The Erie Times-News has decided not to publish the accused priest's name because he is deceased.

"I think someone to bring up something after 43 years without proof or substantiation that calls for a different approach in my opinion,'' Trautman said in the interview. "I think cease and desist. If you need help, go see a counselor and work it out there. ..."

Trautman said the diocese has paid for counseling for victims of child sexual abuse by priests in the Diocese of Erie. Asked whether the diocese would offer those services to MacHutta, Trautman said, "I would say we have no obligation.''

If others were to come forward and make allegations about this particular priest, Trautman said the diocese would re-evaluate how it would address the allegations.

Trautman said he reviewed the accused priest's file and found no allegations or reprimands. He said false accusations are not uncommon, citing molestation allegations against the late Cardinal Joseph Bernardin of Chicago that were later recanted.

MacHutta cried when told of Trautman's response. She stands by her claim that the allegations are true. She said so much time elapsed before she brought the accusations forward because she only started coming to terms with the memories in recent years.

"The church doesn't want to talk to people like us,'' MacHutta said. "They are afraid of us. What are we supposed to do? Where are we supposed to go? I know legally he doesn't have to do anything for me, but where is his moral being?''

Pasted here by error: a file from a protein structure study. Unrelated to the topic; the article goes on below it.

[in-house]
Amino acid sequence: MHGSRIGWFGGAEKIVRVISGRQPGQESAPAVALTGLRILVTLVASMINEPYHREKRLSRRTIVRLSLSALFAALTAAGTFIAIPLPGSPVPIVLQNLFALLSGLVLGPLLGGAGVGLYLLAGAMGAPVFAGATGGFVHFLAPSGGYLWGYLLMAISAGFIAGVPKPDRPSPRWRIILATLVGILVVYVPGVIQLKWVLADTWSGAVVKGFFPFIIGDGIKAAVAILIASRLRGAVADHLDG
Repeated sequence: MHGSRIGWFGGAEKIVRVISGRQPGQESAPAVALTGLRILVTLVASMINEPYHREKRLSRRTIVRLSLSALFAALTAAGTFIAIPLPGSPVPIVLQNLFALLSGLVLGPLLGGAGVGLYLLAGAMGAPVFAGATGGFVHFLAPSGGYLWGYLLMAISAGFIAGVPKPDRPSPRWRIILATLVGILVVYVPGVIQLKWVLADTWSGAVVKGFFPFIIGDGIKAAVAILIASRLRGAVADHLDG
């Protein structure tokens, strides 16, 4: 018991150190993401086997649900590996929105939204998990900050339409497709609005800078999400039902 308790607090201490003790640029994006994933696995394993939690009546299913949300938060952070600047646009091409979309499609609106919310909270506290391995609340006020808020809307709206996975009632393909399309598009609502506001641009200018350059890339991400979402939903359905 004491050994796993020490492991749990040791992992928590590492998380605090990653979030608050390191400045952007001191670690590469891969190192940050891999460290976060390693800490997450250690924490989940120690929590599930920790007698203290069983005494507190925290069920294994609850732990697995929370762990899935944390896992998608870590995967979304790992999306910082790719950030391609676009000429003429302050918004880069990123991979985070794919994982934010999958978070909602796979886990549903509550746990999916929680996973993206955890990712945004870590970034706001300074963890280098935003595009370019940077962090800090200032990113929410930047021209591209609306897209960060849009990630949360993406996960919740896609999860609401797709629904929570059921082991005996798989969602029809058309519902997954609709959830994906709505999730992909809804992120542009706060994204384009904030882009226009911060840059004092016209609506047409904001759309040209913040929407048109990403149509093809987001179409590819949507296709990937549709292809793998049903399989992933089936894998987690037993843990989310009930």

Even more perplexing to MacHutta is the written response she received from Trautman in March. She said she perceived the e-mail to be an acknowledgement and apology for the abuse she claims to have suffered. Trautman's e-mail was in response to a letter MacHutta sent to the Lake Shore Visitor, the diocesan newspaper. The letter named the priest and urged a more open dialogue on sex abuse to ease the pain of victims living "with false shame and guilt.'' The Lake Shore Visitor never published MacHutta's letter.

Trautman, in his e-mail, wrote:

"What particularly saddens me is the 'anguish and confusion' you have had to bear these many years. My heart and prayers go out to you. How right you are in stating the damage done was in no way related to anything you did.

"Since coming to Erie from the Diocese of Buffalo, I have made every effort to ensure that the sinful and unlawful acts on the part of a few priests do no damage and hurt the lives of others. Anyone involved in such behavior will never again serve as a priest in this diocese or elsewhere.

"Christ established the Church to bring peace, comfort, compassion, mercy and consolation salvation to peoples everywhere. For its failure to be that for you, I apologize and am deeply sorry. I could not agree more when you write that Jesus 'truly is the only One who can heal our broken hearts.' I will pray for that healing in your life and in the lives of others unjustly damaged by these kinds of transgressions."